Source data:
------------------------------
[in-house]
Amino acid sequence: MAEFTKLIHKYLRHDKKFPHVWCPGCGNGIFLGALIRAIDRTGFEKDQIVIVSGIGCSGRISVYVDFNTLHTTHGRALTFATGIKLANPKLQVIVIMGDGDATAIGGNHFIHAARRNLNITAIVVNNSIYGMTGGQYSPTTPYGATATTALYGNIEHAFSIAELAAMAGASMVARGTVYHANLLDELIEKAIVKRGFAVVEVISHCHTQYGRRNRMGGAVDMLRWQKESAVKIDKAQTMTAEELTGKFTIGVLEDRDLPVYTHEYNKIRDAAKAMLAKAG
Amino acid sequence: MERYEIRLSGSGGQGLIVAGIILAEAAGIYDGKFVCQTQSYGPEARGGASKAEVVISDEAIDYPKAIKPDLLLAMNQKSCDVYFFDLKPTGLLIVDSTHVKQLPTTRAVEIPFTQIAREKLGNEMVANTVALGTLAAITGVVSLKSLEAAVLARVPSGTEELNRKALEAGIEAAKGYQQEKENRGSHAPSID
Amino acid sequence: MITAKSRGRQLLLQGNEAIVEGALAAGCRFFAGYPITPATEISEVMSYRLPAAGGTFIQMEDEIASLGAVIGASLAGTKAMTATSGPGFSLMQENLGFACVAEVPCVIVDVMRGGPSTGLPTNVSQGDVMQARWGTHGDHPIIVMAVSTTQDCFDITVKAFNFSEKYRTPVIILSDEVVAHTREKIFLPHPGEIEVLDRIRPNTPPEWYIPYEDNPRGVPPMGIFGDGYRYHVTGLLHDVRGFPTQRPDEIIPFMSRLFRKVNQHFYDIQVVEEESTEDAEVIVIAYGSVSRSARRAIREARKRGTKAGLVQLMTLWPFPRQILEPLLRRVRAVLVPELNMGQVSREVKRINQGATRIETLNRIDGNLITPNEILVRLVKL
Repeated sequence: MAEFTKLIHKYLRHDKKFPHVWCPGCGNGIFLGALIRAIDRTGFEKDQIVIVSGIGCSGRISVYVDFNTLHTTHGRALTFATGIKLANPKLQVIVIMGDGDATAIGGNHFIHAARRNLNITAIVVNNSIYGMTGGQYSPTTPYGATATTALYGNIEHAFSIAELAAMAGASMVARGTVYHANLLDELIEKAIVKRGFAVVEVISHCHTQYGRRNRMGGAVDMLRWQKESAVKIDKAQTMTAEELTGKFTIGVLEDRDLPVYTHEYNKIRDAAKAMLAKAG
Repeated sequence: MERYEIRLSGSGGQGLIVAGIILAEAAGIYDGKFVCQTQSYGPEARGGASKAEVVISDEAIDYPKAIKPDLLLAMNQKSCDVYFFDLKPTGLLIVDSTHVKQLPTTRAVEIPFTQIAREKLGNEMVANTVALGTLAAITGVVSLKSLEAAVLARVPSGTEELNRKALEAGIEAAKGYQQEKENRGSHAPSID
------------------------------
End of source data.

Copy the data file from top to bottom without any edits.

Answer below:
[in-house]
Amino acid sequence: MAEFTKLIHKYLRHDKKFPHVWCPGCGNGIFLGALIRAIDRTGFEKDQIVIVSGIGCSGRISVYVDFNTLHTTHGRALTFATGIKLANPKLQVIVIMGDGDATAIGGNHFIHAARRNLNITAIVVNNSIYGMTGGQYSPTTPYGATATTALYGNIEHAFSIAELAAMAGASMVARGTVYHANLLDELIEKAIVKRGFAVVEVISHCHTQYGRRNRMGGAVDMLRWQKESAVKIDKAQTMTAEELTGKFTIGVLEDRDLPVYTHEYNKIRDAAKAMLAKAG
Amino acid sequence: MERYEIRLSGSGGQGLIVAGIILAEAAGIYDGKFVCQTQSYGPEARGGASKAEVVISDEAIDYPKAIKPDLLLAMNQKSCDVYFFDLKPTGLLIVDSTHVKQLPTTRAVEIPFTQIAREKLGNEMVANTVALGTLAAITGVVSLKSLEAAVLARVPSGTEELNRKALEAGIEAAKGYQQEKENRGSHAPSID
Amino acid sequence: MITAKSRGRQLLLQGNEAIVEGALAAGCRFFAGYPITPATEISEVMSYRLPAAGGTFIQMEDEIASLGAVIGASLAGTKAMTATSGPGFSLMQENLGFACVAEVPCVIVDVMRGGPSTGLPTNVSQGDVMQARWGTHGDHPIIVMAVSTTQDCFDITVKAFNFSEKYRTPVIILSDEVVAHTREKIFLPHPGEIEVLDRIRPNTPPEWYIPYEDNPRGVPPMGIFGDGYRYHVTGLLHDVRGFPTQRPDEIIPFMSRLFRKVNQHFYDIQVVEEESTEDAEVIVIAYGSVSRSARRAIREARKRGTKAGLVQLMTLWPFPRQILEPLLRRVRAVLVPELNMGQVSREVKRINQGATRIETLNRIDGNLITPNEILVRLVKL
Repeated sequence: MAEFTKLIHKYLRHDKKFPHVWCPGCGNGIFLGALIRAIDRTGFEKDQIVIVSGIGCSGRISVYVDFNTLHTTHGRALTFATGIKLANPKLQVIVIMGDGDATAIGGNHFIHAARRNLNITAIVVNNSIYGMTGGQYSPTTPYGATATTALYGNIEHAFSIAELAAMAGASMVARGTVYHANLLDELIEKAIVKRGFAVVEVISHCHTQYGRRNRMGGAVDMLRWQKESAVKIDKAQTMTAEELTGKFTIGVLEDRDLPVYTHEYNKIRDAAKAMLAKAG
Repeated sequence: MERYEIRLSGSGGQGLIVAGIILAEAAGIYDGKFVCQTQSYGPEARGGASKAEVVISDEAIDYPKAIKPDLLLAMNQKSCDVYFFDLKPTGLLIVDSTHVKQLPTTRAVEIPFTQIAREKLGNEMVANTVALGTLAAITGVVSLKSLEAAVLARVPSGTEELNRKALEAGIEAAKGYQQEKENRGSHAPSID